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How our brains can rapidly identify people in power

How our brains can rapidly identify people in power
(A) Examples of a typical trial (stimuli are not shown to scale). (B) After 10 trials with the same player, feedback was provided regarding said player and the participant with indications of hierarchical status (inferior = 1 star; superior = 3 stars). All players received 1 star for the first two blocks. Later, players were updated with participants always receiving an intermediate (2-star) rating. (C) After the first two blocks, a global ranking was provided that was then used throughout the subsequent blocks. Credit: Cognitive, Affective, & Behavioral Neuroscience (2023). DOI: 10.3758/s13415-023-01108-1

Our brains can identify people in power at lightning speed, based on how we perceive dominant people, University of Queensland research has found.

Dr. Alan Pegna from UQ's School of Psychology said recognizing how people are ranked in social groups is a key feature that helps us navigate our complex social environment.

"We measured electrical activity in the while participants played a game alongside other individuals who were either a lot better or a lot worse than them, or so they thought," Dr. Penga said.

"The brain processed 'better' players within two-tenths of a second after seeing their faces.

"The findings demonstrate that our brains are geared towards processing hierarchy in our . It also suggests that the part of the brain that is linked to processing fear plays a role when identifying dominant people.

"Humans live in social environments that function through the establishment of hierarchies, with individuals acting as leaders and others as followers.

"These findings explain why our brains are wired to rapidly identify those who are in a position of leadership. This could be applied to all such as in the workspace, at school or in sports activities."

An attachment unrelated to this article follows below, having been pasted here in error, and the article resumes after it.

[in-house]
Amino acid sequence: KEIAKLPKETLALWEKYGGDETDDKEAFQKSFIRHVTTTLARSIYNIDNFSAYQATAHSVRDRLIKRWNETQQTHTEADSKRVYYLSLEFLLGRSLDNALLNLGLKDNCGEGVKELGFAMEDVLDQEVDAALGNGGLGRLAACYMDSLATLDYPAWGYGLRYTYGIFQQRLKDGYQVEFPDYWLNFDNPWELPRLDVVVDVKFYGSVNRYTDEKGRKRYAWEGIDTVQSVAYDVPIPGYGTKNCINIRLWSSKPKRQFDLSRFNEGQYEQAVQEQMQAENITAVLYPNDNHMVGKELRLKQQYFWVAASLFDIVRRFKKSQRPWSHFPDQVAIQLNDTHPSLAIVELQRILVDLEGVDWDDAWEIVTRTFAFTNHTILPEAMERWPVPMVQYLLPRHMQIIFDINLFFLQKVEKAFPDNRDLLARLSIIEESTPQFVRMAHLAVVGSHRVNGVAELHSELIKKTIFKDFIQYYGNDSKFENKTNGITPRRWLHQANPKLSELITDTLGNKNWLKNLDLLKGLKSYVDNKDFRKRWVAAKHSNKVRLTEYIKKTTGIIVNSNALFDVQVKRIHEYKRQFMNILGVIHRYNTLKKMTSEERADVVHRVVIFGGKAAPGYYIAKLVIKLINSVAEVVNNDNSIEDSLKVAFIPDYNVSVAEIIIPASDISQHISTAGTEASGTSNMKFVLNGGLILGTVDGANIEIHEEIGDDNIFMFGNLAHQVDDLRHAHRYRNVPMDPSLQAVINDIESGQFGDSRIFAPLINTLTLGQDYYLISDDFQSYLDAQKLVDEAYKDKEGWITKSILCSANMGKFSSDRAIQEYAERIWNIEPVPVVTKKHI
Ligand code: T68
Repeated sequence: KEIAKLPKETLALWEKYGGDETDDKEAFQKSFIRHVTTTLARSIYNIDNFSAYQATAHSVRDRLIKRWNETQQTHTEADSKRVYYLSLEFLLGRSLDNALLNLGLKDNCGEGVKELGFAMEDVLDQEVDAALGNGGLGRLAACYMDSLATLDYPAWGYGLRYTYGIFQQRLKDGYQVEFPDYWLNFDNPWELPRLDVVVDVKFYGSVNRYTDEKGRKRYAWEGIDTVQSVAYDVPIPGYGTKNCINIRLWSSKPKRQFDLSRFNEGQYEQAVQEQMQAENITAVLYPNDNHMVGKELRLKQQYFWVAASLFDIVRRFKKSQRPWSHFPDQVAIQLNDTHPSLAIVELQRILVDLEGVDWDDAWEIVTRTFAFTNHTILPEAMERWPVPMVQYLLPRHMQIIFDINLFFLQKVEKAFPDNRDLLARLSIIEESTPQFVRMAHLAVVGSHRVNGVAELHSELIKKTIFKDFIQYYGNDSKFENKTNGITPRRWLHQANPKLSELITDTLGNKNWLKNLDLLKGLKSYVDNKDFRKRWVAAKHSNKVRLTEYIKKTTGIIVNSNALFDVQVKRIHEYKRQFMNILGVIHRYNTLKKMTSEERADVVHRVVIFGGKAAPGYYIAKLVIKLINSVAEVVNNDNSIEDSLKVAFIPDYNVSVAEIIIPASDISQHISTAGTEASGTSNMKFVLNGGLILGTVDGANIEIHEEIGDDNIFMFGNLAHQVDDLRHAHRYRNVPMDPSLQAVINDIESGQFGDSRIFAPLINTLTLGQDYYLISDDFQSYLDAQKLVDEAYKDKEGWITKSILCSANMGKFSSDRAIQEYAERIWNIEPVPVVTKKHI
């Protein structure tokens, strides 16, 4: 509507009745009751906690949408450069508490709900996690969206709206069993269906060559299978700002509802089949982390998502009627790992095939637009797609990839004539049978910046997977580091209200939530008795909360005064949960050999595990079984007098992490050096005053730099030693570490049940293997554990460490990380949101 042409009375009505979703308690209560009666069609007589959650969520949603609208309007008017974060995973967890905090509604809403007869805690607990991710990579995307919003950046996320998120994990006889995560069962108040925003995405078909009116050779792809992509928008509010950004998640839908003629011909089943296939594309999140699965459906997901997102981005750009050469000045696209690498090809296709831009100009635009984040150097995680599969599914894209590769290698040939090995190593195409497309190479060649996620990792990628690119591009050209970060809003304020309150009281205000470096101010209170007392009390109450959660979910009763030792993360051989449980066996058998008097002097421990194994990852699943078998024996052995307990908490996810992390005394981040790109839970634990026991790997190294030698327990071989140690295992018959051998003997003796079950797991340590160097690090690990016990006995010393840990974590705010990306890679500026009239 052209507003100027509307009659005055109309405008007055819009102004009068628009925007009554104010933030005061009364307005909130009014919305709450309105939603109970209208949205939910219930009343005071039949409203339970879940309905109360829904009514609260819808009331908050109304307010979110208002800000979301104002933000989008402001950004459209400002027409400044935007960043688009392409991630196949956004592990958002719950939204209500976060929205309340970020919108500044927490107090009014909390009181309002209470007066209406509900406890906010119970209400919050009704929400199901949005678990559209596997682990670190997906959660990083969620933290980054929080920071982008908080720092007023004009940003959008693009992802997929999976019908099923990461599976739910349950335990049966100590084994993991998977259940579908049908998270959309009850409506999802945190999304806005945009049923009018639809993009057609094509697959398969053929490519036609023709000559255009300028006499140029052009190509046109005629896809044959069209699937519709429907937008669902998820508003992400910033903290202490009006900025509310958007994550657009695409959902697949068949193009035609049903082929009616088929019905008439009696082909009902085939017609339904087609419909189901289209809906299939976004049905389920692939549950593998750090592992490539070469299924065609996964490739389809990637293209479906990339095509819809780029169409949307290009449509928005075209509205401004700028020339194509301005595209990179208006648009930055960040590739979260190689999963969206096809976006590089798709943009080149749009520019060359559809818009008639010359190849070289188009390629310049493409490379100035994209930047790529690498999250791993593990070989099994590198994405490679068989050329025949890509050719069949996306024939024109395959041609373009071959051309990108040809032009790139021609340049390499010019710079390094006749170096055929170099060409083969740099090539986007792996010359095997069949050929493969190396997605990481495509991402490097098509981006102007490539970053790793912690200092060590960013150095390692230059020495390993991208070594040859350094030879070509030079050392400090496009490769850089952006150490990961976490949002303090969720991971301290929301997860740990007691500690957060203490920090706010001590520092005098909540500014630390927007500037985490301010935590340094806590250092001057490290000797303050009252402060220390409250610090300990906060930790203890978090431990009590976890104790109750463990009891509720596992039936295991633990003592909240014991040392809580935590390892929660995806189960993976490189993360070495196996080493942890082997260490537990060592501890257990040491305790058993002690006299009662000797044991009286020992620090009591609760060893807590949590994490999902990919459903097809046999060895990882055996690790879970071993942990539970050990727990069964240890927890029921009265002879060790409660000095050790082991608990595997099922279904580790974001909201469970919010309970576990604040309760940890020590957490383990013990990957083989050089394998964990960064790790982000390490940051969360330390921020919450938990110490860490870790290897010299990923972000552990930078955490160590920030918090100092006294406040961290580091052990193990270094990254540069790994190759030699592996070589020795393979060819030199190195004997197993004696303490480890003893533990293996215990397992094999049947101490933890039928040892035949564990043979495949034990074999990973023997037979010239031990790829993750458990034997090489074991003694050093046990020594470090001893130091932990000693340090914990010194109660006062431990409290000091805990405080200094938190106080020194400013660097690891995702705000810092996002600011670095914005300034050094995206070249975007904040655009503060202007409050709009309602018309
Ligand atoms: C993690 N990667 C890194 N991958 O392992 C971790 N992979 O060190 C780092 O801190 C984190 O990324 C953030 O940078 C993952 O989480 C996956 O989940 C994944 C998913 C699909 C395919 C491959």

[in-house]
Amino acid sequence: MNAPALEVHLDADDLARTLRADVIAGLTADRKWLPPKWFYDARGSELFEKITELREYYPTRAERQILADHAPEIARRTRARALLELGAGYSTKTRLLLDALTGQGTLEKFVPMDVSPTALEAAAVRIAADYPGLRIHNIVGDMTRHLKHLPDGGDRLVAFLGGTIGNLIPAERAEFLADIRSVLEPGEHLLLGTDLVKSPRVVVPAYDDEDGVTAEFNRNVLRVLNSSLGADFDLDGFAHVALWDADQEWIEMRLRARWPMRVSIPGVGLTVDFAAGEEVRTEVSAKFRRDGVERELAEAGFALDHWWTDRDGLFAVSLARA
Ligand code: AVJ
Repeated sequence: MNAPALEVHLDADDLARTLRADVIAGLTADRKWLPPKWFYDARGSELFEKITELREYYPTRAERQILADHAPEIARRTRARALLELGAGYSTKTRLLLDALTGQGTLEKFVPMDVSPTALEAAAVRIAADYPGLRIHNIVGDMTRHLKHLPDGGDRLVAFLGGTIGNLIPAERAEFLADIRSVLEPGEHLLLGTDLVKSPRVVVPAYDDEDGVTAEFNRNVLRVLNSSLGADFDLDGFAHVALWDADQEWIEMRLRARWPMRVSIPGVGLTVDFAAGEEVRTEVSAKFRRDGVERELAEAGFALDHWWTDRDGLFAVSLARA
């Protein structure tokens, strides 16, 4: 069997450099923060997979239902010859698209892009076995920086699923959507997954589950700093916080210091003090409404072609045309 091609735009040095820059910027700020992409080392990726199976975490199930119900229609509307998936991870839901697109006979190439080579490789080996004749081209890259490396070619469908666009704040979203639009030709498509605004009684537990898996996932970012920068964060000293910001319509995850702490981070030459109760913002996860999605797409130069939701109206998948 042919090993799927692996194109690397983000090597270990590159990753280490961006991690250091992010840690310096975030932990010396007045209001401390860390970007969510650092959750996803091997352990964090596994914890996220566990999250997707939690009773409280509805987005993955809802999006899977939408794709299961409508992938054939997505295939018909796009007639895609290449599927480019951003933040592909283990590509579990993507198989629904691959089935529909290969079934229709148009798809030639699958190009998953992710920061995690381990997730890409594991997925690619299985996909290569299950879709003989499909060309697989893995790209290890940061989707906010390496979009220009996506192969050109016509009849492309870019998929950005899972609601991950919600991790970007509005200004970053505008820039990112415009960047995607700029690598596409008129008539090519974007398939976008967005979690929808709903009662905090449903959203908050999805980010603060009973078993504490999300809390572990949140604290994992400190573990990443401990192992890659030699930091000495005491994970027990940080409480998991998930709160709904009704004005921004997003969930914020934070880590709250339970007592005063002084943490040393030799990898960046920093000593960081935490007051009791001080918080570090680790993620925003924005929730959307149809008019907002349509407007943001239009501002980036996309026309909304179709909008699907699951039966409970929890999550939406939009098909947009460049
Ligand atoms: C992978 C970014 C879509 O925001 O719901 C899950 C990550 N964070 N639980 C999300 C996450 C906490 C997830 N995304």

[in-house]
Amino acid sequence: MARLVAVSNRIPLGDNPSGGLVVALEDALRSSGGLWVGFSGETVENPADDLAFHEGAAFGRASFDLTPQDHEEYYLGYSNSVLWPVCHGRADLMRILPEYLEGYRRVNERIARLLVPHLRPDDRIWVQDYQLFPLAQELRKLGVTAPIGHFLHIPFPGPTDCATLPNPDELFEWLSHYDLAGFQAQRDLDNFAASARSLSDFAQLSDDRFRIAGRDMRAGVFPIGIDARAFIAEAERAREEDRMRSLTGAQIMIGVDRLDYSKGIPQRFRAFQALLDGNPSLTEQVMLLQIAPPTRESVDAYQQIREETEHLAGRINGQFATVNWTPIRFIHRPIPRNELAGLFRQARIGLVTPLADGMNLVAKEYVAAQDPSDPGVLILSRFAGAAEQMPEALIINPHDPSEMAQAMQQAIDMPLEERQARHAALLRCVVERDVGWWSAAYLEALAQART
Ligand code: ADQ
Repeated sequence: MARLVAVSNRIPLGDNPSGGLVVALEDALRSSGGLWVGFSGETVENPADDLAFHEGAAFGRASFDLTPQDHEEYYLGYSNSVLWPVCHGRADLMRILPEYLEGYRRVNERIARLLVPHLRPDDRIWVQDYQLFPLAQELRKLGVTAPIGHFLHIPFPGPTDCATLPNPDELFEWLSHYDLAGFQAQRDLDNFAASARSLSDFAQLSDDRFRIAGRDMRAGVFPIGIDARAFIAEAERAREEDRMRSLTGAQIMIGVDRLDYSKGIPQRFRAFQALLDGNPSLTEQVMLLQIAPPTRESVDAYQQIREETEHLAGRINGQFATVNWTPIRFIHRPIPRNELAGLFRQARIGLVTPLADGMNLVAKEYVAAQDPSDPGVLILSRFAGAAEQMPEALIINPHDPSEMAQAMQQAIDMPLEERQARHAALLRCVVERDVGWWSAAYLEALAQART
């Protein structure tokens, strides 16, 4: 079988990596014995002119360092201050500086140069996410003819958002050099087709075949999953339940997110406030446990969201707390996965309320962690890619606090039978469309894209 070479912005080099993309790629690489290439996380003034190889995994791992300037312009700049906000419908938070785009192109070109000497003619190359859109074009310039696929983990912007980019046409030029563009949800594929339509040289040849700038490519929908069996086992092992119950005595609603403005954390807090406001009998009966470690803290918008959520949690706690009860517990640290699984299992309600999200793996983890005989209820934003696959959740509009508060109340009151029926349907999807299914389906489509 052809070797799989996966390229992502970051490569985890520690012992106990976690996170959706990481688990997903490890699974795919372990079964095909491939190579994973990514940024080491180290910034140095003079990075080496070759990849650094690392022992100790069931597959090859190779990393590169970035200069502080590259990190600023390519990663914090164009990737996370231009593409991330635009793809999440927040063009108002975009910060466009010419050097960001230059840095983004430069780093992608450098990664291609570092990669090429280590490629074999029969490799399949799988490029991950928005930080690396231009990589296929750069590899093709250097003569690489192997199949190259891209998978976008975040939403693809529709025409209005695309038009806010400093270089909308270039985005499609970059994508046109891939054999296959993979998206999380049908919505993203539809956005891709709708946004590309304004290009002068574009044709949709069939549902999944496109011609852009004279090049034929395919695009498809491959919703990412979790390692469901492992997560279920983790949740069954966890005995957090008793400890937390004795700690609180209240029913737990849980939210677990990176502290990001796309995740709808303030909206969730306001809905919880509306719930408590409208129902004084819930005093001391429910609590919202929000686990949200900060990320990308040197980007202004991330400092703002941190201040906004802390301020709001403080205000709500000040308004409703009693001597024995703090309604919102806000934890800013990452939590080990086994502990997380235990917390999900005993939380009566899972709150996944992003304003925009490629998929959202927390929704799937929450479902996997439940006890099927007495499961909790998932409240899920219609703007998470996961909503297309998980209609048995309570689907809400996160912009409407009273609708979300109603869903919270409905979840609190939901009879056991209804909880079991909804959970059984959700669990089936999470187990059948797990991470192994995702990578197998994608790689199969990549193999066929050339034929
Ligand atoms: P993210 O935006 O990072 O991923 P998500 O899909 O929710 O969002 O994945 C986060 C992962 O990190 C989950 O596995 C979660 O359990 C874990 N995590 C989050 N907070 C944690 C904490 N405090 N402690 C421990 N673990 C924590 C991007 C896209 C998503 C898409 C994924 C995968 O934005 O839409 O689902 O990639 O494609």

The research team asked participants to play a requiring them to respond to a change in color of an object appearing on a screen and their was shown to them after 10 trials.

"At the same time, the results of fake participants along with their photos were provided to the participants," Dr. Pegna said. "The set of photos were of young actors and their performances were made up, so some were consistently better than the participant while others were consistently worse.

"The of the brain was measured when the photos of these dominant and non-dominant players appeared on the screen.

"The results showed that after playing for several minutes, the brain began to respond differently to the view of the dominant, but not the non-dominant individual."

The research is published in the journal Cognitive, Affective, & Behavioral Neuroscience.

More information: Alan J. Pegna et al, Hierarchical status is rapidly assessed from behaviourally dominant faces, Cognitive, Affective, & Behavioral Neuroscience (2023). DOI: 10.3758/s13415-023-01108-1

Citation: How our brains can rapidly identify people in power (2023, June 2) retrieved 30 September 2023 from
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